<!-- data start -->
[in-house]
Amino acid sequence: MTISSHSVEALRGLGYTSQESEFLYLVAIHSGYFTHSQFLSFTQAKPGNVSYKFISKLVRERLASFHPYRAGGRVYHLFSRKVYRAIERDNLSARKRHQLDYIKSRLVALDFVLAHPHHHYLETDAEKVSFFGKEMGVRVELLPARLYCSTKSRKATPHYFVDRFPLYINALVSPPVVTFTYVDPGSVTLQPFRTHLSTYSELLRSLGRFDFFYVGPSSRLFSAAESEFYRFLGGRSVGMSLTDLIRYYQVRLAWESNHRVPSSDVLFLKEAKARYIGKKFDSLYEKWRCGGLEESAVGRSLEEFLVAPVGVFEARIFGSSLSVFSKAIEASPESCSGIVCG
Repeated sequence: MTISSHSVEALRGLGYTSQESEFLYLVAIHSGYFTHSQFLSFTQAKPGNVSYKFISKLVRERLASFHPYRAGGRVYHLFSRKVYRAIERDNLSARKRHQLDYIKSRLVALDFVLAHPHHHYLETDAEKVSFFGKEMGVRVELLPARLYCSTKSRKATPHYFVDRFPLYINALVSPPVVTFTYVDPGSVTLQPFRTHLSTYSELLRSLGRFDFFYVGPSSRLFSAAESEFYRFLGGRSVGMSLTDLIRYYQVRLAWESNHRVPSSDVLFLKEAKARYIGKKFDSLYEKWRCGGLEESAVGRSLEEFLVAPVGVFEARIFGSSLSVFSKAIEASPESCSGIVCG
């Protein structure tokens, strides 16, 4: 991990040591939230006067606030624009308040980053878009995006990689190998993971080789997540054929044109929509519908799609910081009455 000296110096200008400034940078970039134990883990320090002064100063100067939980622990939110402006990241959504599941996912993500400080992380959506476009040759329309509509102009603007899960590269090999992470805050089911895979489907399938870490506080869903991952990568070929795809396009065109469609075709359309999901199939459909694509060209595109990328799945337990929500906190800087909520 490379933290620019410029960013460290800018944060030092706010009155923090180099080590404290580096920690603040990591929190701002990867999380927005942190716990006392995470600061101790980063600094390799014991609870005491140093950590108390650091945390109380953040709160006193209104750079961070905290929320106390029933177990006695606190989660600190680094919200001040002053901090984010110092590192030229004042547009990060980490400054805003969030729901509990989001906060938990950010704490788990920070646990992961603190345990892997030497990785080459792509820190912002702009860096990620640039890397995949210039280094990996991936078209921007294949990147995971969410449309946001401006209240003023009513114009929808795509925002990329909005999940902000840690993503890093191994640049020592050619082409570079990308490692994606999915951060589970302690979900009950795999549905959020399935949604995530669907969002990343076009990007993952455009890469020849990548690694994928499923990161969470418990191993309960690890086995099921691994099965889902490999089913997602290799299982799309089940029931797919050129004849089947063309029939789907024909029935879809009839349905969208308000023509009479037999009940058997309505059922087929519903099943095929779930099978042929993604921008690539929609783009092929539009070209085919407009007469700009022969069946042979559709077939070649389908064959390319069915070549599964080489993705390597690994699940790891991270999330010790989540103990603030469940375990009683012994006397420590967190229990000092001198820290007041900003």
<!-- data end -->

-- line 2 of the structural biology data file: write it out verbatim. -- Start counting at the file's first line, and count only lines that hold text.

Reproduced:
Amino acid sequence: MTISSHSVEALRGLGYTSQESEFLYLVAIHSGYFTHSQFLSFTQAKPGNVSYKFISKLVRERLASFHPYRAGGRVYHLFSRKVYRAIERDNLSARKRHQLDYIKSRLVALDFVLAHPHHHYLETDAEKVSFFGKEMGVRVELLPARLYCSTKSRKATPHYFVDRFPLYINALVSPPVVTFTYVDPGSVTLQPFRTHLSTYSELLRSLGRFDFFYVGPSSRLFSAAESEFYRFLGGRSVGMSLTDLIRYYQVRLAWESNHRVPSSDVLFLKEAKARYIGKKFDSLYEKWRCGGLEESAVGRSLEEFLVAPVGVFEARIFGSSLSVFSKAIEASPESCSGIVCG